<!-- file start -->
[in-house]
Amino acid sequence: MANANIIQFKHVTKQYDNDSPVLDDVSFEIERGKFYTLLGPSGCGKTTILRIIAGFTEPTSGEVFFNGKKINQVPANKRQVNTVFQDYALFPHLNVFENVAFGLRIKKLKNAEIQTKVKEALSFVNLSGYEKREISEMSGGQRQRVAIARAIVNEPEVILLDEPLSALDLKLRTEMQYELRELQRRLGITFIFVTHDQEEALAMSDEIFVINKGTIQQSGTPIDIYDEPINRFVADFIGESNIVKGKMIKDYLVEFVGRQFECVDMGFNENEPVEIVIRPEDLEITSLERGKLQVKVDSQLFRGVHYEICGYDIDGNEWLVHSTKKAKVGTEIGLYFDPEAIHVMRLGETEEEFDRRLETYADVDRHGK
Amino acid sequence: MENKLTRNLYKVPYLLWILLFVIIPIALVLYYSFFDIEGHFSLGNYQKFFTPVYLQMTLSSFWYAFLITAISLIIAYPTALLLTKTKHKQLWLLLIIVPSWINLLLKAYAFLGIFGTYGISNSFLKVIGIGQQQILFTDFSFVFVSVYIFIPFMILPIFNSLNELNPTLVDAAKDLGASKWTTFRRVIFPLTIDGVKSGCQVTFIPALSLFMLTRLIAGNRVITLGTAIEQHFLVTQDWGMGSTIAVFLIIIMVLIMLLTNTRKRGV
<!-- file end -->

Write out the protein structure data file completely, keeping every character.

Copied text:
[in-house]
Amino acid sequence: MANANIIQFKHVTKQYDNDSPVLDDVSFEIERGKFYTLLGPSGCGKTTILRIIAGFTEPTSGEVFFNGKKINQVPANKRQVNTVFQDYALFPHLNVFENVAFGLRIKKLKNAEIQTKVKEALSFVNLSGYEKREISEMSGGQRQRVAIARAIVNEPEVILLDEPLSALDLKLRTEMQYELRELQRRLGITFIFVTHDQEEALAMSDEIFVINKGTIQQSGTPIDIYDEPINRFVADFIGESNIVKGKMIKDYLVEFVGRQFECVDMGFNENEPVEIVIRPEDLEITSLERGKLQVKVDSQLFRGVHYEICGYDIDGNEWLVHSTKKAKVGTEIGLYFDPEAIHVMRLGETEEEFDRRLETYADVDRHGK
Amino acid sequence: MENKLTRNLYKVPYLLWILLFVIIPIALVLYYSFFDIEGHFSLGNYQKFFTPVYLQMTLSSFWYAFLITAISLIIAYPTALLLTKTKHKQLWLLLIIVPSWINLLLKAYAFLGIFGTYGISNSFLKVIGIGQQQILFTDFSFVFVSVYIFIPFMILPIFNSLNELNPTLVDAAKDLGASKWTTFRRVIFPLTIDGVKSGCQVTFIPALSLFMLTRLIAGNRVITLGTAIEQHFLVTQDWGMGSTIAVFLIIIMVLIMLLTNTRKRGV